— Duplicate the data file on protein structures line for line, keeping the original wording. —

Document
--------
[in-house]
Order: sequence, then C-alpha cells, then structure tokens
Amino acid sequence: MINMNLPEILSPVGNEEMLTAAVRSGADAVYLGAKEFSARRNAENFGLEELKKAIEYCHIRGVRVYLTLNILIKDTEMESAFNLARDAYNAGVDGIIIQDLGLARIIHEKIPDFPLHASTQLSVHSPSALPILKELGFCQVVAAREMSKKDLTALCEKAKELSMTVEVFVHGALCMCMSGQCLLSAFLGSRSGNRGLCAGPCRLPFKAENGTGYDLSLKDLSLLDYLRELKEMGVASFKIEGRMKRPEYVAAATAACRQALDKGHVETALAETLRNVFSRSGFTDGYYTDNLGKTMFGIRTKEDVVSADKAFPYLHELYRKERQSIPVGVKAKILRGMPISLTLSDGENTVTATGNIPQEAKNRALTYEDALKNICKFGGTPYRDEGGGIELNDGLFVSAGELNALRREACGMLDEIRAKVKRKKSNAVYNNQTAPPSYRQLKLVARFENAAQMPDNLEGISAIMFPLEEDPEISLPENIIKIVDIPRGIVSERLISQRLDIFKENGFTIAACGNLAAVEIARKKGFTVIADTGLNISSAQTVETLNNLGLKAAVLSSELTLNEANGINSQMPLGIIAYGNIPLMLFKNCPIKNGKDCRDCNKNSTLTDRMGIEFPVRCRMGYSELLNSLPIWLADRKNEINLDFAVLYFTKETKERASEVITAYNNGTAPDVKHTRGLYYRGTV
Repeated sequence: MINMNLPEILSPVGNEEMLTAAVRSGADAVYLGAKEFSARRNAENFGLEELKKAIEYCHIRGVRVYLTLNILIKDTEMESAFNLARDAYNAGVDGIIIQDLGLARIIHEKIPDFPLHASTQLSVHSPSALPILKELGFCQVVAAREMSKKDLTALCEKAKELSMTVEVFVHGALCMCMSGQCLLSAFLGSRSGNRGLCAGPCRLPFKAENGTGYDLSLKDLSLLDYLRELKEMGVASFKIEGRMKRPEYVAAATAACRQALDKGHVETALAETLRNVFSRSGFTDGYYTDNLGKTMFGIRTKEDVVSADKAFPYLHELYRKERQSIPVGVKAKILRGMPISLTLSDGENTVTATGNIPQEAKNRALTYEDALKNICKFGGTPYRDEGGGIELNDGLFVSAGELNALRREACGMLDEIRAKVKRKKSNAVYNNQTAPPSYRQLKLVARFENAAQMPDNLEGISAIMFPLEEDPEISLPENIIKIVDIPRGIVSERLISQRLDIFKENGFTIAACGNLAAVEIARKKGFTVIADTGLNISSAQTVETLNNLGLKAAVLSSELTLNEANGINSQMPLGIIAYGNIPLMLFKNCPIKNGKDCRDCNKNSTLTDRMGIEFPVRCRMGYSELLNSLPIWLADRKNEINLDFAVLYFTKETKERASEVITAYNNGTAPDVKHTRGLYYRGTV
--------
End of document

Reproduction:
[in-house]
Order: sequence, then C-alpha cells, then structure tokens
Amino acid sequence: MINMNLPEILSPVGNEEMLTAAVRSGADAVYLGAKEFSARRNAENFGLEELKKAIEYCHIRGVRVYLTLNILIKDTEMESAFNLARDAYNAGVDGIIIQDLGLARIIHEKIPDFPLHASTQLSVHSPSALPILKELGFCQVVAAREMSKKDLTALCEKAKELSMTVEVFVHGALCMCMSGQCLLSAFLGSRSGNRGLCAGPCRLPFKAENGTGYDLSLKDLSLLDYLRELKEMGVASFKIEGRMKRPEYVAAATAACRQALDKGHVETALAETLRNVFSRSGFTDGYYTDNLGKTMFGIRTKEDVVSADKAFPYLHELYRKERQSIPVGVKAKILRGMPISLTLSDGENTVTATGNIPQEAKNRALTYEDALKNICKFGGTPYRDEGGGIELNDGLFVSAGELNALRREACGMLDEIRAKVKRKKSNAVYNNQTAPPSYRQLKLVARFENAAQMPDNLEGISAIMFPLEEDPEISLPENIIKIVDIPRGIVSERLISQRLDIFKENGFTIAACGNLAAVEIARKKGFTVIADTGLNISSAQTVETLNNLGLKAAVLSSELTLNEANGINSQMPLGIIAYGNIPLMLFKNCPIKNGKDCRDCNKNSTLTDRMGIEFPVRCRMGYSELLNSLPIWLADRKNEINLDFAVLYFTKETKERASEVITAYNNGTAPDVKHTRGLYYRGTV
Repeated sequence: MINMNLPEILSPVGNEEMLTAAVRSGADAVYLGAKEFSARRNAENFGLEELKKAIEYCHIRGVRVYLTLNILIKDTEMESAFNLARDAYNAGVDGIIIQDLGLARIIHEKIPDFPLHASTQLSVHSPSALPILKELGFCQVVAAREMSKKDLTALCEKAKELSMTVEVFVHGALCMCMSGQCLLSAFLGSRSGNRGLCAGPCRLPFKAENGTGYDLSLKDLSLLDYLRELKEMGVASFKIEGRMKRPEYVAAATAACRQALDKGHVETALAETLRNVFSRSGFTDGYYTDNLGKTMFGIRTKEDVVSADKAFPYLHELYRKERQSIPVGVKAKILRGMPISLTLSDGENTVTATGNIPQEAKNRALTYEDALKNICKFGGTPYRDEGGGIELNDGLFVSAGELNALRREACGMLDEIRAKVKRKKSNAVYNNQTAPPSYRQLKLVARFENAAQMPDNLEGISAIMFPLEEDPEISLPENIIKIVDIPRGIVSERLISQRLDIFKENGFTIAACGNLAAVEIARKKGFTVIADTGLNISSAQTVETLNNLGLKAAVLSSELTLNEANGINSQMPLGIIAYGNIPLMLFKNCPIKNGKDCRDCNKNSTLTDRMGIEFPVRCRMGYSELLNSLPIWLADRKNEINLDFAVLYFTKETKERASEVITAYNNGTAPDVKHTRGLYYRGTV